Now that we are back in lockdown, and to raise everyone’s spirits in sherry week, we thought members might appreciate a look at one of the wine world’s most colourful regions. This time last year I paid my biennial visit to the so-called sherry triangle of Jerez, Sanlucár de Barrameda and Puerto de Santa Maria, the three towns that have become inextricably linked with the production of Andalusia’s most famous wines. Here is a flavour of what I saw.
Soil, soil and more soil…
The best vineyards of the region are planted on albariza soil, the pale, chalky earth that soaks up and retains moisture over the winter, and which reflects sunlight back up to the vines in summer.
The cathedral-like cellars of Jerez, with huge shuttered windows, allow maximum air circulation. This is crucial to the ageing of the wines.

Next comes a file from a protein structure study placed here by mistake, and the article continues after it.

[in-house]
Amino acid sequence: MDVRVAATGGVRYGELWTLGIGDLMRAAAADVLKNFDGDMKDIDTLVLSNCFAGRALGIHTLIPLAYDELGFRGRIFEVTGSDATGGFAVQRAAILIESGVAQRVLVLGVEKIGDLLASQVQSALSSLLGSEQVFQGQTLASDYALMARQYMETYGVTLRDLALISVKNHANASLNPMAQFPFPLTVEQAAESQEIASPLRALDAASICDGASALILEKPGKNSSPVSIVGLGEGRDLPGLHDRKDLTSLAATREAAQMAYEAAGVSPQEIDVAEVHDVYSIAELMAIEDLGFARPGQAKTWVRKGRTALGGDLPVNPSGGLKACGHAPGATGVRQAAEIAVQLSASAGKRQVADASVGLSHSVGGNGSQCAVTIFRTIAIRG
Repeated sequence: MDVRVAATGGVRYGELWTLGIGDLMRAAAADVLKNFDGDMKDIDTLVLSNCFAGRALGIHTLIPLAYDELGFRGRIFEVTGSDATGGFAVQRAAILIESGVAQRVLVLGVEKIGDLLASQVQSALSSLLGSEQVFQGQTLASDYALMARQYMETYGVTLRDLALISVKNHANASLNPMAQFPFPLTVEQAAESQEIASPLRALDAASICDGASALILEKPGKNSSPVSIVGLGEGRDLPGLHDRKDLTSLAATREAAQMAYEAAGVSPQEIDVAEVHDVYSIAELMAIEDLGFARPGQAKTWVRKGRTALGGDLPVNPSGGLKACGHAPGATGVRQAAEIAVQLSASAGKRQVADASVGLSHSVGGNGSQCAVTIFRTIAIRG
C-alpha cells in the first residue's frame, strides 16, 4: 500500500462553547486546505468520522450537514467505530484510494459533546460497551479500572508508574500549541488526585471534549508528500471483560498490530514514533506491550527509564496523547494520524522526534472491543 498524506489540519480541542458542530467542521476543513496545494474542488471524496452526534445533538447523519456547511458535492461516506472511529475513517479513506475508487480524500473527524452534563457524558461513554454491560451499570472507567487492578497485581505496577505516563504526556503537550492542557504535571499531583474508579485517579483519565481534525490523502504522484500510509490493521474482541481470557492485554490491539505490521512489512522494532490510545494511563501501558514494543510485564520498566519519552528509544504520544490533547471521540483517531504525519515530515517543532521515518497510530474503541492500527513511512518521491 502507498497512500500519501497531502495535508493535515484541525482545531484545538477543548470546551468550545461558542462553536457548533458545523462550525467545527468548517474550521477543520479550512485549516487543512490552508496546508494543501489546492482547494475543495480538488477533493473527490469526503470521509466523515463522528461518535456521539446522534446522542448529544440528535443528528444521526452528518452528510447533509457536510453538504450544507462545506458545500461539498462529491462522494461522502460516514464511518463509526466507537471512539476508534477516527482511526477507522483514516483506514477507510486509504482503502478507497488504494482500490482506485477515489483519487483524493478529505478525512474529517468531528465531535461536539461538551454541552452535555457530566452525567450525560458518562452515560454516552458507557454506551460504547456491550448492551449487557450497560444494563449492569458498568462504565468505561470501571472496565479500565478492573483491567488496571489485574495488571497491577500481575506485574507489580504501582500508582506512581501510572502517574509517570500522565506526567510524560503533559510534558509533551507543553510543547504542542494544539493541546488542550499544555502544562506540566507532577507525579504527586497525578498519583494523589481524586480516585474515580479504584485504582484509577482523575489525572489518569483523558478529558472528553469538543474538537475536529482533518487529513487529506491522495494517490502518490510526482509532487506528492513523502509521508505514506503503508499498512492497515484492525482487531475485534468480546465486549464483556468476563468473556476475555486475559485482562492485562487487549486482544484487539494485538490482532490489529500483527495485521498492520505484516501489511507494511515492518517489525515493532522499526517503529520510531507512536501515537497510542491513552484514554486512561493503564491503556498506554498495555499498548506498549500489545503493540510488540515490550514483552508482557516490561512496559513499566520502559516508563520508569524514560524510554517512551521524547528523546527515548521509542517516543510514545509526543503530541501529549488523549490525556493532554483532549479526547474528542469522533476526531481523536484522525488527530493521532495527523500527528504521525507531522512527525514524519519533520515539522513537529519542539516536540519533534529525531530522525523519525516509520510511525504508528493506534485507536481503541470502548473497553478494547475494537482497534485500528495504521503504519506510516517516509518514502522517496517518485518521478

Sampling from barrel
Fino, manzanilla and amontillado Sherries are aged under a layer of yeast, known as flor. This both protects the wine from oxidising and imparts the distinctive flavours to these Sherries. In order to draw tasting samples from the barrels a unique device known as the venencia was developed. This punches through the layer of yeast ensuring the sample remains clear of yeast particles.
Sherry and tapas
Sherry makes a brilliant match with tapas. If you are tasting a large number of sherry samples in one sitting, some tapas at the end of the tasting is extremely welcome!
The vibrant colours of Jerez
Jerez is a great place to explore (once we’re able to travel again). The following pictures give a flavour of the place. I was fortunate to have a spare hour during my trip to visit the fruit and veg, and fish markets in the centre of Jerez.